GM has resumed production of the 2022 Chevrolet Bolt EV and EUV and now has access to a supply of new battery packs that should be safe from fire hazards. This comes after the Chevrolet Bolt was recalled due to potential battery fires affecting all model years, which led to a complete production freeze on the Bolt EV and EUV vehicles since last August.
“Our goal is to get back to and, quite frankly, exceed business metrics,” said Chevy’s VP of marketing Steve Majoros on a press call yesterday. The comeback plan for the Bolt includes catching up with new 2022 Bolt EV and EUV orders (2023 orders will begin in July), a new TV ad campaign coinciding with the opening day of Major League Baseball, and the “herculean task” of replacing all battery packs affected by the recall.
A “herculean task”
“We have a very, very good reliable supply coming in to make sure we can handle all of these current needs,” Majoros said on the subject of battery replacements. Majoros revealed that there are 6,700 Bolt vehicles in stock at dealerships awaiting new batteries, and that battery supply will be prioritized for current owners affected by the recall rather than the unsold inventory.
Majoros did not comment on how many Bolt owners are still waiting on new batteries, how quickly they’re being replaced, or any other statistics related to the recall. But when a customer does get a new battery pack, Chevy says it will come with an updated eight-year, 100,000 mile warranty, plus an additional 20 miles of range. The only other detail shared was that the National Highway and Traffic Safety Administration is in close communication with GM about the status of the faulty battery replacements.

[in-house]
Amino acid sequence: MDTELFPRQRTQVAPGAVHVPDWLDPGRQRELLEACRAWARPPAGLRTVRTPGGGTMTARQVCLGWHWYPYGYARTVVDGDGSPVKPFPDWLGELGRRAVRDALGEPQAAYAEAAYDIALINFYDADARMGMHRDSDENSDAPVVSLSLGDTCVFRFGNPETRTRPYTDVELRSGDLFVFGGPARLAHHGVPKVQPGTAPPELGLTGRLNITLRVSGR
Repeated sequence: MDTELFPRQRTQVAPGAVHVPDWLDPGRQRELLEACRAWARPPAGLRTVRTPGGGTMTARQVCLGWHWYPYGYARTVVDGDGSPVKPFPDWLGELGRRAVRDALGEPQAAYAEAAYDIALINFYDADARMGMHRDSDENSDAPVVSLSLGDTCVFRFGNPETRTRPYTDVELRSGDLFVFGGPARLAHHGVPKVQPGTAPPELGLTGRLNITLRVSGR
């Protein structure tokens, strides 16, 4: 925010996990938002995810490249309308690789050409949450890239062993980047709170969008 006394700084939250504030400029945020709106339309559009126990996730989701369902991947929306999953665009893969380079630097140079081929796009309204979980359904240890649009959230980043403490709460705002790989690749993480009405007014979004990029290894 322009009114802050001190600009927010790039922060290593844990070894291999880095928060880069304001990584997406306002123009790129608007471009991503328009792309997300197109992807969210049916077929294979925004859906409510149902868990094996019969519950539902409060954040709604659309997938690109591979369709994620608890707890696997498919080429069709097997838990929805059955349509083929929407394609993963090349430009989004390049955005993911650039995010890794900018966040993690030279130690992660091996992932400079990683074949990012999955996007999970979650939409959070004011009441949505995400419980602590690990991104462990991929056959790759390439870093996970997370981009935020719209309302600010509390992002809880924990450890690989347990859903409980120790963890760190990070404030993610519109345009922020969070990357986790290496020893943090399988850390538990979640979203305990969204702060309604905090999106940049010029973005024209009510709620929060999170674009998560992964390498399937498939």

The original 2020 recall from GM included 68,000 Bolt EVs worldwide but later grew to around 140,000 of the electric vehicles, affecting even the newest Bolt EUV. But Majoros says that GM is “in a much better place” in regards to the supply chain affecting the Bolt EV and EUV. The same can’t be said of Chevy’s Camaro sports car, for which GM halted production this week due to unspecified supply chain issues.
Old batteries coming from the recalled Bolts will be fully recycled or reused, according to GM’s Kevin Kelly, but it was not revealed how they will be reused and if the corrected battery packs share any parts with the old ones. But Majoros did mention that the new batteries are not the same as the ones used in GM’s Ultium battery platform, which are used with partner companies like Honda and also in other GM electric vehicles like the GMC Hummer EV, which may assure customers of those other vehicles.
The meeting also revealed GM spends more on the Bolt EV and EUV than almost any other product in its lineup, including marketing and manufacturing. The company's most costly product is the Chevy Silverado pickup truck, which is also getting its own EV version soon. GM plans to manufacture twice as many of the larger EUV compared to the smaller hatch, according to Kelly. The Bolts will join the Cadillac Lyric and GMC Hummer EV as the company’s electric vehicle offerings that are actively in production.